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Deep Learning in Highly-Correlated Signals with Low Data Availability

Jacob M Williams, University of Nebraska - Lincoln

Abstract

Deep learning techniques have revolutionized the field of machine learning, allowing for a paradigm shift in the state of the art in many domains. In particular, deep learning techniques have found success in domains with high spatial or temporal correlation, such as images, video, and audio. However, these advances have relied on the availability of large amounts of data. The success of deep learning in similar domains with high spatio-temporal correlation but lower data availability, such as imaging in manufacturing and neuroimaging, has not been as impressive. Given the inherent spatio-temporal biases in convolutional and recurrent techniques, it is reasonable to believe that deep learning neural network techniques should be able to provide benefit even without the large amount of data seen in the more traditional domains. This dissertation explores a variety of frameworks and techniques to allow for the successful application of deep learning in these low-availability, high-correlation domains. We explore the use of a fully convolutional network for image analysis in manufacturing engineering, a method of pairing signals and determining whether they share a class or not in electroencephalography, and an examination of the use of averaging both as data augmentation in training and for the final signals classified at test time in electroencephalography.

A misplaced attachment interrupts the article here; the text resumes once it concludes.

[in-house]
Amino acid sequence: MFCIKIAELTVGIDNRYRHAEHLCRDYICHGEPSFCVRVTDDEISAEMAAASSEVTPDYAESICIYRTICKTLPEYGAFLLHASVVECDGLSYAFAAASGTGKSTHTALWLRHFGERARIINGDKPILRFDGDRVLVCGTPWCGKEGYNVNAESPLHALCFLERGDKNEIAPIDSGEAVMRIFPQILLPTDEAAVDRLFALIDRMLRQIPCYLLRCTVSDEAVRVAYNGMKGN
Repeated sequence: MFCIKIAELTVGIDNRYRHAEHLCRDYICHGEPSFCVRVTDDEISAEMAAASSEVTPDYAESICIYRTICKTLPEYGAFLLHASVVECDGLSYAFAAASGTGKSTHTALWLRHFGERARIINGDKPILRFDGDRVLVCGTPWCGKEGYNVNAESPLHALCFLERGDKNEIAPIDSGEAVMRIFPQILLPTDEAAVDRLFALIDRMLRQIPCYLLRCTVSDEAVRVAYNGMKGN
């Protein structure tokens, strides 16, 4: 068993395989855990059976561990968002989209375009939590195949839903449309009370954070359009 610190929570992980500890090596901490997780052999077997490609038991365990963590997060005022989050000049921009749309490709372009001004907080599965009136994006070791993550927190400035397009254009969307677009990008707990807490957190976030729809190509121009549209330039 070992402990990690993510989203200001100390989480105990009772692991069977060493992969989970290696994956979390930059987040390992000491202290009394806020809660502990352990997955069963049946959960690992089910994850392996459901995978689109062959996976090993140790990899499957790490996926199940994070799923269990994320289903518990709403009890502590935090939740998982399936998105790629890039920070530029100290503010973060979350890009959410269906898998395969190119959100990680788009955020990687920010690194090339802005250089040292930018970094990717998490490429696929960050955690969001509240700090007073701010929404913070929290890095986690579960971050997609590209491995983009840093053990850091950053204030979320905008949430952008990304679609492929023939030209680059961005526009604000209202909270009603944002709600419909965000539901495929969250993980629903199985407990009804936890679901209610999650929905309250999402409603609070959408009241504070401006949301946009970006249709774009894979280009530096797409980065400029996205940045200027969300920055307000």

Subject Area

Computer science|Neurosciences

Recommended Citation

Williams, Jacob M, "Deep Learning in Highly-Correlated Signals with Low Data Availability" (2022). ETD collection for University of Nebraska - Lincoln. AAI29167437.
https://digitalcommons.unl.edu/dissertations/AAI29167437

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